What’s the difference between a “glitch” and a “mistake”? For Patricia Alexander, who booked the wrong date for her husband’s flight, it’s the difference between a $996 refund and the silent treatment.
For you, the distinction matters less than the takeaway: No matter how you book travel, you need to double-check the dates within the first 24 hours of making your reservation. Otherwise, you own the glitch or mistake with little or no recourse.
Alexander contacted me recently to find out if I could fix an incorrect date on her husband’s ticket.
How she booked the wrong date for her husband’s flight
Alexander had booked a reservation through a travel agency, Thomsons Travel & Tours, for her husband and son to fly from Minneapolis to Las Vegas.
“Five days after booking it, I go to the Delta website, and the return flight was not correct,” she says. “The agent says it was a glitch and when I returned to the Delta site later on the same day, the flight info was correct.”
Unfortunately, either the Delta site or her reading of the Delta site was incorrect. When her husband and son tried to check in for their flight home, a Delta representative told them they weren’t scheduled to return for two more days.
“They had to purchase two one-way tickets for $996 and wait 12 hours for the next flight,” she says.
Was it a glitch or a mistake?
Alexander’s paper trail tells a slightly different story. According to her correspondence with Thomsons Travel & Tours, she’d accidentally requested the dates which her agency initially booked.
I contacted your agency and was assisted by [name redacted].
I had booked a flight with Delta Air Lines and had mistakenly chosen the wrong date for the return flight. She canceled my original reservation and we went through the process of rebooking it with the correct dates.
She assured me that everything had been taken care of. Unfortunately, that is not the case. My husband and son were stranded at the Las Vegas airport, had to wait 12 hours for the next available flight at an additional cost of $900.
What happened and how can your agency help us? I emailed [the agent] but she has not responded.
Hmm, this is problematic.
Both the circumstances of the original reservation and the cost of the new ticket are now different. If this is perplexing to my advocacy team, I can only imagine how it comes across to Delta or the agency. Consistency between the complaint and the paper trail is essential. A company can easily exploit an inconsistency to turn down a legitimate request for help.
What are your rights to change a ticket when you booked the wrong date?
Had Alexander spotted the incorrect dates immediately, she might have been able to fix it without paying more under the Department of Transportation’s 24-hour reservation requirement. It requires carriers to hold a reservation at the quoted fare for 24 hours without payment or, more commonly, to allow a reservation to be canceled within 24 hours without penalty. The 24-hour reservation requirement is mandated by the Department of Transportation’s consumer rule “Enhancing Airline Passenger Protections” (14 CFR 259.5(b)(4), 76 Fed. Reg. 23110, 23166, Apr. 25, 2011) and applies to all reservations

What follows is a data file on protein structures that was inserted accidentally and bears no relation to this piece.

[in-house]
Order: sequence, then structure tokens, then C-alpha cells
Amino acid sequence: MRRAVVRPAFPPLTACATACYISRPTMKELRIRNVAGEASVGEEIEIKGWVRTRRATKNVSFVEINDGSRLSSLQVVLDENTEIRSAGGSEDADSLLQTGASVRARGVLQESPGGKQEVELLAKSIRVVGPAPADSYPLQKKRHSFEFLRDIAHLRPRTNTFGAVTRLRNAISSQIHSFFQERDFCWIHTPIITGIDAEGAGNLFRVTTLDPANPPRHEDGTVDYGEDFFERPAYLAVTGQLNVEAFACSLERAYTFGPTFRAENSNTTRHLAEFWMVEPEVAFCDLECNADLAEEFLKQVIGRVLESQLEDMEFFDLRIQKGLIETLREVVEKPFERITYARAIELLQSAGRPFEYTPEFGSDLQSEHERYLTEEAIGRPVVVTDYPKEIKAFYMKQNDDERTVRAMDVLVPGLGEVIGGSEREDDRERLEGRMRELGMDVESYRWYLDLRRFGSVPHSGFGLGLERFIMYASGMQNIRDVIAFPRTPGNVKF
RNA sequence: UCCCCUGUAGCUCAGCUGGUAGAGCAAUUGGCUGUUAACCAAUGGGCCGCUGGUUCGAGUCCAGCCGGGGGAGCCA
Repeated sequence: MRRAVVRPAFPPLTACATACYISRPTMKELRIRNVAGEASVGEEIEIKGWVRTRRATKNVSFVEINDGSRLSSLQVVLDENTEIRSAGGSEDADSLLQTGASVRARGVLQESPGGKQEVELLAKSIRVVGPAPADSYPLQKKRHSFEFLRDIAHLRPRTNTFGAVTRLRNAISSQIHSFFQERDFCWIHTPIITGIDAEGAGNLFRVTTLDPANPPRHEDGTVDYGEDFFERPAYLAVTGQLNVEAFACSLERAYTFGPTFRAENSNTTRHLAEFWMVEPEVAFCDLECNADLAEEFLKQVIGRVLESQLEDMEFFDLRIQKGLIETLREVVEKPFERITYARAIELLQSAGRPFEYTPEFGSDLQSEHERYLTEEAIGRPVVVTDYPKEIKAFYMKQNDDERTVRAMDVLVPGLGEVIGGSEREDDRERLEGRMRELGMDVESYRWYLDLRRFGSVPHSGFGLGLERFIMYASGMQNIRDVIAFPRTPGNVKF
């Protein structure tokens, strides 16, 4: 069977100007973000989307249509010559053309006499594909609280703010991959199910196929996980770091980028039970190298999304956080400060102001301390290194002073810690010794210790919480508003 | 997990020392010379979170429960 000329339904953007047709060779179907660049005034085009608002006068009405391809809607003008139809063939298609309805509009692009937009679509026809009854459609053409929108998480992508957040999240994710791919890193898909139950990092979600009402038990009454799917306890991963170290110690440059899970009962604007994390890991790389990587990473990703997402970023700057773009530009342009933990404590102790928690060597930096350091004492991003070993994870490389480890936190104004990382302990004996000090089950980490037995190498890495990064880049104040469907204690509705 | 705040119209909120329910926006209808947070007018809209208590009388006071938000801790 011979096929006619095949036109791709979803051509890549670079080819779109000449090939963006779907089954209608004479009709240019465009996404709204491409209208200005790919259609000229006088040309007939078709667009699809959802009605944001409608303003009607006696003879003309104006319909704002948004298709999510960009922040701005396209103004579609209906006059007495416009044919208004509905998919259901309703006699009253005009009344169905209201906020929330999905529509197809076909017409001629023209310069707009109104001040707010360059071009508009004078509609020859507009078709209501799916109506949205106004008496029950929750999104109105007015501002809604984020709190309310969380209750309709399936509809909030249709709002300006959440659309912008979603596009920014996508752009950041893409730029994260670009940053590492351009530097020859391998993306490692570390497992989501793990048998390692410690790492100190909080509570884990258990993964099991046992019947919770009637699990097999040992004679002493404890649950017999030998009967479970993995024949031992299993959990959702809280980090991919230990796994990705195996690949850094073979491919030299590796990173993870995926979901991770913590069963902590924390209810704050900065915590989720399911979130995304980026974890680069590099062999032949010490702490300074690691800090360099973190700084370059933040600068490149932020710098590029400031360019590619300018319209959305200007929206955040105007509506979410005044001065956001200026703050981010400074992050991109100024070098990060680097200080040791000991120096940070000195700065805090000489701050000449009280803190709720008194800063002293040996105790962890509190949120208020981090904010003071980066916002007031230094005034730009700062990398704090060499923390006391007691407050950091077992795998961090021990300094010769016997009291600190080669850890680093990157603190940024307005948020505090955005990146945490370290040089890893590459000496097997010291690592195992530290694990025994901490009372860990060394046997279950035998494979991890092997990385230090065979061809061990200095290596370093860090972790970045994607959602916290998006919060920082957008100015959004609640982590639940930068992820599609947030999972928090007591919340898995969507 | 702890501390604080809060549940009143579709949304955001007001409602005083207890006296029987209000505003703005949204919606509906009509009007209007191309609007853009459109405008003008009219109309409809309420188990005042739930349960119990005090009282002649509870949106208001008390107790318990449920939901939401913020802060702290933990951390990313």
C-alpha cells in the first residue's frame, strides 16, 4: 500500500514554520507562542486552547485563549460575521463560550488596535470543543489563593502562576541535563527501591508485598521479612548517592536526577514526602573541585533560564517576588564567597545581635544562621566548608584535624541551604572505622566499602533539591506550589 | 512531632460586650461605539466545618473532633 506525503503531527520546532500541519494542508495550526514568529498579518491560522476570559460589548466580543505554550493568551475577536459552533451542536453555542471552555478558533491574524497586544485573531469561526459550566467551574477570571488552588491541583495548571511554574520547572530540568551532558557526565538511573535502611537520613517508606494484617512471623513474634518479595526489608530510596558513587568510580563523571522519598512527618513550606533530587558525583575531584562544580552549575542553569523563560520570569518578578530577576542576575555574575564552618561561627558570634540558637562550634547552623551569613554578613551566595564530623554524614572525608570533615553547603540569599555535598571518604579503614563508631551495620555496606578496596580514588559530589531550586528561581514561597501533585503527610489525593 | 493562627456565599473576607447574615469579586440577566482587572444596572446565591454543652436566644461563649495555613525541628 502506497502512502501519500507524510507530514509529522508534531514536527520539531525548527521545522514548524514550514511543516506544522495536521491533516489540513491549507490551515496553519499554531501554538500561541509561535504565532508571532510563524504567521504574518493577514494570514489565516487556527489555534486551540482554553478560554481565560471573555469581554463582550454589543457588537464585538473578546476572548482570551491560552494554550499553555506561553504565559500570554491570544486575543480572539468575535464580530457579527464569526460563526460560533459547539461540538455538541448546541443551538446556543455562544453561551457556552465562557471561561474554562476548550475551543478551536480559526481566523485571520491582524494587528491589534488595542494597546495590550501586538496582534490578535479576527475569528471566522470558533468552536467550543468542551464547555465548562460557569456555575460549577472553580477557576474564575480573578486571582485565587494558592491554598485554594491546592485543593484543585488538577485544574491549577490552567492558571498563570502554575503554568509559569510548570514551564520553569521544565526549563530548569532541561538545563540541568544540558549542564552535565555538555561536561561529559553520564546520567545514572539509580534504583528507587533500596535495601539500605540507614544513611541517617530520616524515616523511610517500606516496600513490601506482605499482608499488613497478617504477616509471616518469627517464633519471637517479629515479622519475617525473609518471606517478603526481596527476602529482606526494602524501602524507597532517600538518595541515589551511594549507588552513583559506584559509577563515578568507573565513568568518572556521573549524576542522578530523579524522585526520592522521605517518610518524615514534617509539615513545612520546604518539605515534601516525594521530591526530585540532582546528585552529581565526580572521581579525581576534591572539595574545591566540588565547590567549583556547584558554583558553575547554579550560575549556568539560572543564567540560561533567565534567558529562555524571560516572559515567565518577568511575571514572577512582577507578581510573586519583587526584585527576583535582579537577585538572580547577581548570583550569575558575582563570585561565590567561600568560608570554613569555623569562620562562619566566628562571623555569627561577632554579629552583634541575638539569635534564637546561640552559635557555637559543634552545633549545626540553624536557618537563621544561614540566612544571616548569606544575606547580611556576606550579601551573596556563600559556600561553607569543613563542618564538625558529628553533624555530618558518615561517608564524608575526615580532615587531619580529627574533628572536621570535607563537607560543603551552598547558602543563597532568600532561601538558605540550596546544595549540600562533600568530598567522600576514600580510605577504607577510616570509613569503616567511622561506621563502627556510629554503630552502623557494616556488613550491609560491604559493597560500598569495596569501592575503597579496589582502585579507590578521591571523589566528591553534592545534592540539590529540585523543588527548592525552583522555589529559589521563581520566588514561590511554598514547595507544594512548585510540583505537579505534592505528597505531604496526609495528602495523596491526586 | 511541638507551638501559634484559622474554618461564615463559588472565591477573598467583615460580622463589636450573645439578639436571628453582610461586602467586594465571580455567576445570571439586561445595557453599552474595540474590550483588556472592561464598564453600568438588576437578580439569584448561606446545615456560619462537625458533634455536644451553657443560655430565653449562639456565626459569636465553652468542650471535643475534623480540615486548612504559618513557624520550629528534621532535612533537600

made seven days or more before the flight’s scheduled departure time.
If you miss that window, then the airline can charge a change fee or even keep your ticket, depending on the terms of your ticket. That’s what happened to Alexander.
But what if this is the travel agency’s fault? Agents sometimes will cover change fees if it’s their fault. Brick-and-mortar agents carry errors and omissions insurance, a type of professional liability insurance that protects them against claims made by clients for inadequate work or negligent actions.
Since my advocacy team didn’t have Delta’s or the agency’s side, we didn’t know the particulars of her reservation. Did she buy a new one-way ticket or did she pay a change fee and a fare differential? Also, what did Thomsons Travel & Tours’ records say?
Whose fault was the wrong date for her husband’s flight?
Without a full picture of this wrong-date case, it’s impossible to determine who is at fault. So our advocate, Dwayne Coward, reached out to Thomsons Travel & Tours.
Alexander had tried appealing to the agent and had received the following email:
We are the ticketing agent for the website you booked your travel with. We have forwarded your email to the agent you booked with along with management so they will follow up with you.
That’s problematic. It means the agent is dealing with a third party. The odds of a misunderstanding just went up dramatically.
Dwayne contacted the agent on Alexander’s behalf. Unsurprisingly, the answer was silence.
Now, we all know the difference between a glitch and a mistake. Not much good it’s going to do Alexander or us. It would have been nice to hear the other side of the story, but what can you do when a company refuses to answer?
But there is a lesson to be learned. Deal with a travel agent you trust. And as the saying goes, “trust, but verify.” Had Alexander taken a moment to review her itinerary, she would have seen the error and saved $996. Or $900.